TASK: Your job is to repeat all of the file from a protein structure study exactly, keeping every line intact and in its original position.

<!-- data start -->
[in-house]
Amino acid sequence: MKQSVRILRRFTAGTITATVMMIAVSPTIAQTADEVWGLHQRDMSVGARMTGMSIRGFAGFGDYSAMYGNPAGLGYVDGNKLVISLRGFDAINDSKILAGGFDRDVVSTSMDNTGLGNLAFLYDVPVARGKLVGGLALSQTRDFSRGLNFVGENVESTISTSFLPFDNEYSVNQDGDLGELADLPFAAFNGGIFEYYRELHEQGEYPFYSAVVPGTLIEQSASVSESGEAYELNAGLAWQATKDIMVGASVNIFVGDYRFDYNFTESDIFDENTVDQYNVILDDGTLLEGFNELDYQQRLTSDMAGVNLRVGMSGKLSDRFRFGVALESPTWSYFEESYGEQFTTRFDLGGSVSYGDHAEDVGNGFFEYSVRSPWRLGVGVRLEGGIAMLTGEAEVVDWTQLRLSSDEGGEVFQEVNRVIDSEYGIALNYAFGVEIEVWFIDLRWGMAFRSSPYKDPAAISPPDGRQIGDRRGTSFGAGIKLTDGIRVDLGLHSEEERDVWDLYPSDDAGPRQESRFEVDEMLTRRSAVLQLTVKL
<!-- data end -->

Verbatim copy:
[in-house]
Amino acid sequence: MKQSVRILRRFTAGTITATVMMIAVSPTIAQTADEVWGLHQRDMSVGARMTGMSIRGFAGFGDYSAMYGNPAGLGYVDGNKLVISLRGFDAINDSKILAGGFDRDVVSTSMDNTGLGNLAFLYDVPVARGKLVGGLALSQTRDFSRGLNFVGENVESTISTSFLPFDNEYSVNQDGDLGELADLPFAAFNGGIFEYYRELHEQGEYPFYSAVVPGTLIEQSASVSESGEAYELNAGLAWQATKDIMVGASVNIFVGDYRFDYNFTESDIFDENTVDQYNVILDDGTLLEGFNELDYQQRLTSDMAGVNLRVGMSGKLSDRFRFGVALESPTWSYFEESYGEQFTTRFDLGGSVSYGDHAEDVGNGFFEYSVRSPWRLGVGVRLEGGIAMLTGEAEVVDWTQLRLSSDEGGEVFQEVNRVIDSEYGIALNYAFGVEIEVWFIDLRWGMAFRSSPYKDPAAISPPDGRQIGDRRGTSFGAGIKLTDGIRVDLGLHSEEERDVWDLYPSDDAGPRQESRFEVDEMLTRRSAVLQLTVKL